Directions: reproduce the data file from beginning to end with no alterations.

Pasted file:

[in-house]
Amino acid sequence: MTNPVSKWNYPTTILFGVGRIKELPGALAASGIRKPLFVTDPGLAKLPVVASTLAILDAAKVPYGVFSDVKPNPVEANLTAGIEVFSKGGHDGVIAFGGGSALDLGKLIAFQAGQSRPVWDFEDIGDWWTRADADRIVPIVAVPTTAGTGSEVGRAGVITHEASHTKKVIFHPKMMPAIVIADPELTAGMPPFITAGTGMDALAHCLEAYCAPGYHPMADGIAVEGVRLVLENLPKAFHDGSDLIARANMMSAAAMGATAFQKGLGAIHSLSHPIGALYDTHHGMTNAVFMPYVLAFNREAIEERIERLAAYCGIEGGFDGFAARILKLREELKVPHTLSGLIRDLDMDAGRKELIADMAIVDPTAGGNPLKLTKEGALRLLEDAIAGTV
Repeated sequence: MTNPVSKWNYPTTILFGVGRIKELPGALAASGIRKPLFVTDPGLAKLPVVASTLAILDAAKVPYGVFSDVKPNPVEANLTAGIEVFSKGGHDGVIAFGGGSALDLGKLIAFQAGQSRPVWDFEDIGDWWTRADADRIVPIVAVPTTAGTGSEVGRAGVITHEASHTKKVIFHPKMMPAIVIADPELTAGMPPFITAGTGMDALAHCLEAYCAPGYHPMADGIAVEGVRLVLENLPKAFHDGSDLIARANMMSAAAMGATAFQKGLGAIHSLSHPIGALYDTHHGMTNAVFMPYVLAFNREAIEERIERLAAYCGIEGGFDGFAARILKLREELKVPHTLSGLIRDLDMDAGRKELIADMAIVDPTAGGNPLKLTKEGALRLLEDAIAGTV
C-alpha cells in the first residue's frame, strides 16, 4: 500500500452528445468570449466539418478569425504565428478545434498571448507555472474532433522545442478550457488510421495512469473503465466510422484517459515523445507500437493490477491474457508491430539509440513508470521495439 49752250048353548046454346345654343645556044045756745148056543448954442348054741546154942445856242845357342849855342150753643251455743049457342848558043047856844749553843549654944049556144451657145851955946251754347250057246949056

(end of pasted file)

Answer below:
[in-house]
Amino acid sequence: MTNPVSKWNYPTTILFGVGRIKELPGALAASGIRKPLFVTDPGLAKLPVVASTLAILDAAKVPYGVFSDVKPNPVEANLTAGIEVFSKGGHDGVIAFGGGSALDLGKLIAFQAGQSRPVWDFEDIGDWWTRADADRIVPIVAVPTTAGTGSEVGRAGVITHEASHTKKVIFHPKMMPAIVIADPELTAGMPPFITAGTGMDALAHCLEAYCAPGYHPMADGIAVEGVRLVLENLPKAFHDGSDLIARANMMSAAAMGATAFQKGLGAIHSLSHPIGALYDTHHGMTNAVFMPYVLAFNREAIEERIERLAAYCGIEGGFDGFAARILKLREELKVPHTLSGLIRDLDMDAGRKELIADMAIVDPTAGGNPLKLTKEGALRLLEDAIAGTV
Repeated sequence: MTNPVSKWNYPTTILFGVGRIKELPGALAASGIRKPLFVTDPGLAKLPVVASTLAILDAAKVPYGVFSDVKPNPVEANLTAGIEVFSKGGHDGVIAFGGGSALDLGKLIAFQAGQSRPVWDFEDIGDWWTRADADRIVPIVAVPTTAGTGSEVGRAGVITHEASHTKKVIFHPKMMPAIVIADPELTAGMPPFITAGTGMDALAHCLEAYCAPGYHPMADGIAVEGVRLVLENLPKAFHDGSDLIARANMMSAAAMGATAFQKGLGAIHSLSHPIGALYDTHHGMTNAVFMPYVLAFNREAIEERIERLAAYCGIEGGFDGFAARILKLREELKVPHTLSGLIRDLDMDAGRKELIADMAIVDPTAGGNPLKLTKEGALRLLEDAIAGTV
C-alpha cells in the first residue's frame, strides 16, 4: 500500500452528445468570449466539418478569425504565428478545434498571448507555472474532433522545442478550457488510421495512469473503465466510422484517459515523445507500437493490477491474457508491430539509440513508470521495439 49752250048353548046454346345654343645556044045756745148056543448954442348054741546154942445856242845357342849855342150753643251455743049457342848558043047856844749553843549654944049556144451657145851955946251754347250057246949056